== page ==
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WIP Mount USB storage on a Raspberry Pi

Published by Luke M on



To mount a USB drive so that the OS can use it, first, you need to know what it is recognised as.

$ lsblk -f -p
NAME             FSTYPE LABEL  UUID                                 FSAVAIL FSUSE% MOUNTPOINT
└─/dev/sda1      ext4   Music  9ddc2e50-a9a2-4f0b-8ffe-95f6340b6a87    4.6G    31% 
├─/dev/mmcblk0p1 vfat   boot   4AD7-B4D5                             198.3M    21% /boot
└─/dev/mmcblk0p2 ext4   rootfs 2887d26c-6ae7-449d-9701-c5a4018755b0    8.8G    66% /

Find your device, and remember the FSTYPE and NAME.

Then, you will need to make a mount point. You can replace myusb with anything you like. sudo mkdir /mnt/myusb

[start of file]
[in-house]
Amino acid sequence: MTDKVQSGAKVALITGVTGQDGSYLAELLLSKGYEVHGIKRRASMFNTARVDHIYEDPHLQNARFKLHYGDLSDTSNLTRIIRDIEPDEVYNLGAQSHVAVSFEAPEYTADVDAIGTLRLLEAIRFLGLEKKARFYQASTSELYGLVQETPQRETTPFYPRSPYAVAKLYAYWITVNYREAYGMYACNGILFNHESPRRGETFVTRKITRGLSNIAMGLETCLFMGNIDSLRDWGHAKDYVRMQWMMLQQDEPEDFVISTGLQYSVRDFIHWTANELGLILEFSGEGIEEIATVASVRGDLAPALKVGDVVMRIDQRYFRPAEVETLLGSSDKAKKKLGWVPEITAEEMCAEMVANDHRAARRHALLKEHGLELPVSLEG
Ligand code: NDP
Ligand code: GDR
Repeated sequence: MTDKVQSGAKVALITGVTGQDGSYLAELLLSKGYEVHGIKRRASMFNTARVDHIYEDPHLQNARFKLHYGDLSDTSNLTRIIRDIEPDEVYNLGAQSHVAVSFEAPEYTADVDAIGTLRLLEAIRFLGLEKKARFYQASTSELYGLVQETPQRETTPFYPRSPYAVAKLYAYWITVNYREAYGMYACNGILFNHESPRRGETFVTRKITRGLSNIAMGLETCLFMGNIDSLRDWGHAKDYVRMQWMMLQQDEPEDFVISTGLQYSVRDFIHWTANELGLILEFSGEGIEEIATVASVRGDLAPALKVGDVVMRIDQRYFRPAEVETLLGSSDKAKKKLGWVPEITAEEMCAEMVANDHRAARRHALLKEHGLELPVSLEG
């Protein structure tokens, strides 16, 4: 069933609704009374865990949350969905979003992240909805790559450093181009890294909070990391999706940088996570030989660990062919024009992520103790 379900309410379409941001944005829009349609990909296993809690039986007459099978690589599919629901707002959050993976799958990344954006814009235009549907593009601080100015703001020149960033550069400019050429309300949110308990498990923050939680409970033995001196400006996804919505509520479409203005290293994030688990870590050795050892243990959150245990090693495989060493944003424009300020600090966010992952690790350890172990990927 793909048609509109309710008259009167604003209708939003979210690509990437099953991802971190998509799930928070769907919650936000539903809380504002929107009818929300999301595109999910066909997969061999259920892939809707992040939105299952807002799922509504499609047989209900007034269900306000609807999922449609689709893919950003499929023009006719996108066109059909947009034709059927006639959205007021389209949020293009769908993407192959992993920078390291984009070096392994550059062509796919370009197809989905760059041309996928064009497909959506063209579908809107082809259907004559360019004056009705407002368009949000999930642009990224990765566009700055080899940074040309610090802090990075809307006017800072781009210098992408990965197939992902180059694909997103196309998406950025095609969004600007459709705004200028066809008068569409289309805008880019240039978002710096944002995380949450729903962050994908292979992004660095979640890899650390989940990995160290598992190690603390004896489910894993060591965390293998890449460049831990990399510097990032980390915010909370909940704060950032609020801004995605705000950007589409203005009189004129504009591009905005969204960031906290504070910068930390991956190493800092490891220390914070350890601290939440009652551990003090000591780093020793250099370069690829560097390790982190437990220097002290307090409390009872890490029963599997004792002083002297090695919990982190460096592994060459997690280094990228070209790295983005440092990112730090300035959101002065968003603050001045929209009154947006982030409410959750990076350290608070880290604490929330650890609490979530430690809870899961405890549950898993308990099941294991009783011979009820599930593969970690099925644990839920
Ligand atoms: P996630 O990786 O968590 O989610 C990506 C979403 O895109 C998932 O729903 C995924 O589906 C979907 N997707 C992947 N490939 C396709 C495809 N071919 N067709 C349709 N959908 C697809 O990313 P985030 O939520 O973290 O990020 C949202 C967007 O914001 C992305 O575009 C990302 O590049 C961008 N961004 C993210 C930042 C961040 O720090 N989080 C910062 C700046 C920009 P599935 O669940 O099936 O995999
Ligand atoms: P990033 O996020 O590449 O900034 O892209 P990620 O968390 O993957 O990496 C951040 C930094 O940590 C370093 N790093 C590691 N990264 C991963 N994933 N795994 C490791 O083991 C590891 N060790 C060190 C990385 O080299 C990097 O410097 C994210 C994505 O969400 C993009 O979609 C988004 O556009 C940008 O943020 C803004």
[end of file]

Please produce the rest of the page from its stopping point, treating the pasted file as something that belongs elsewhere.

Then, use the following commands, based on what filesystem your USB defice uses. You can tell this from the first command, lsblk -f -p. Also, replace /dev/sda1 and /mnt/myusb with what you decided before.

Filesystem Commands
FAT sudo mount -t vfat /dev/sda1 /mnt/myusb -o umask=000
EXT4 sudo mount -t ext4 /dev/sda1 /mnt/myusb
NTFS For NTFS, you will first need to install ntfs-3g. sudo apt install ntfs-3g
Then, mount with sudo mount -t ntfs /dev/sda1 /mnt/myusb -o umask=000
exFAT First, install exfat-fuse. sudo apt install exfat-fuse
Then, mount with sudo mount -t exfat /dev/sda1 /mnt/myusb


sudo umount /mnt/myusb

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